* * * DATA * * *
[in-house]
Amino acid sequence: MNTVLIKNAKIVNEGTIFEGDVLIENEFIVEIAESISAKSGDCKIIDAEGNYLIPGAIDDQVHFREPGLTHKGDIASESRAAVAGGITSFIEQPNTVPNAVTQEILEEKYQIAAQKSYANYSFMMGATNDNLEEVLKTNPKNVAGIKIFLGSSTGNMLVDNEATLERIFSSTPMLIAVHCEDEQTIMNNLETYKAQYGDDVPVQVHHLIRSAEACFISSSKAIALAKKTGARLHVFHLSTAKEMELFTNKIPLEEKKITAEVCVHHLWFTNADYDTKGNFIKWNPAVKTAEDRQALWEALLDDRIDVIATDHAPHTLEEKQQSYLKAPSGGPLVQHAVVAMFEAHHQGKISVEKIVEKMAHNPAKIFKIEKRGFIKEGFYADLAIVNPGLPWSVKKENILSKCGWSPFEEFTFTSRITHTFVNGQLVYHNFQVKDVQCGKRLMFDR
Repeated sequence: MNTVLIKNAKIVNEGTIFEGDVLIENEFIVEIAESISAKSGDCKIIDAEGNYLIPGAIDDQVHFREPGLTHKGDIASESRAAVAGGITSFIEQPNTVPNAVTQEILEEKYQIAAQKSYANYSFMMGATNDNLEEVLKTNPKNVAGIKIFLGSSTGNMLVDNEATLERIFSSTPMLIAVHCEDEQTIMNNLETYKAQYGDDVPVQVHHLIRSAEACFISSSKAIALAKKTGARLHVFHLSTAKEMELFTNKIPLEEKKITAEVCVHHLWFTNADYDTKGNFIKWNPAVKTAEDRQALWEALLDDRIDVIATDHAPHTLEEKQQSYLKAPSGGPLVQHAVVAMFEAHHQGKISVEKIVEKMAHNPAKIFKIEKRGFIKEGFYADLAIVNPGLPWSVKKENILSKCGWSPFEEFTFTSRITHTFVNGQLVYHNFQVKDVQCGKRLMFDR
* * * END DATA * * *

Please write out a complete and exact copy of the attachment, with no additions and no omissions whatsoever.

[in-house]
Amino acid sequence: MNTVLIKNAKIVNEGTIFEGDVLIENEFIVEIAESISAKSGDCKIIDAEGNYLIPGAIDDQVHFREPGLTHKGDIASESRAAVAGGITSFIEQPNTVPNAVTQEILEEKYQIAAQKSYANYSFMMGATNDNLEEVLKTNPKNVAGIKIFLGSSTGNMLVDNEATLERIFSSTPMLIAVHCEDEQTIMNNLETYKAQYGDDVPVQVHHLIRSAEACFISSSKAIALAKKTGARLHVFHLSTAKEMELFTNKIPLEEKKITAEVCVHHLWFTNADYDTKGNFIKWNPAVKTAEDRQALWEALLDDRIDVIATDHAPHTLEEKQQSYLKAPSGGPLVQHAVVAMFEAHHQGKISVEKIVEKMAHNPAKIFKIEKRGFIKEGFYADLAIVNPGLPWSVKKENILSKCGWSPFEEFTFTSRITHTFVNGQLVYHNFQVKDVQCGKRLMFDR
Repeated sequence: MNTVLIKNAKIVNEGTIFEGDVLIENEFIVEIAESISAKSGDCKIIDAEGNYLIPGAIDDQVHFREPGLTHKGDIASESRAAVAGGITSFIEQPNTVPNAVTQEILEEKYQIAAQKSYANYSFMMGATNDNLEEVLKTNPKNVAGIKIFLGSSTGNMLVDNEATLERIFSSTPMLIAVHCEDEQTIMNNLETYKAQYGDDVPVQVHHLIRSAEACFISSSKAIALAKKTGARLHVFHLSTAKEMELFTNKIPLEEKKITAEVCVHHLWFTNADYDTKGNFIKWNPAVKTAEDRQALWEALLDDRIDVIATDHAPHTLEEKQQSYLKAPSGGPLVQHAVVAMFEAHHQGKISVEKIVEKMAHNPAKIFKIEKRGFIKEGFYADLAIVNPGLPWSVKKENILSKCGWSPFEEFTFTSRITHTFVNGQLVYHNFQVKDVQCGKRLMFDR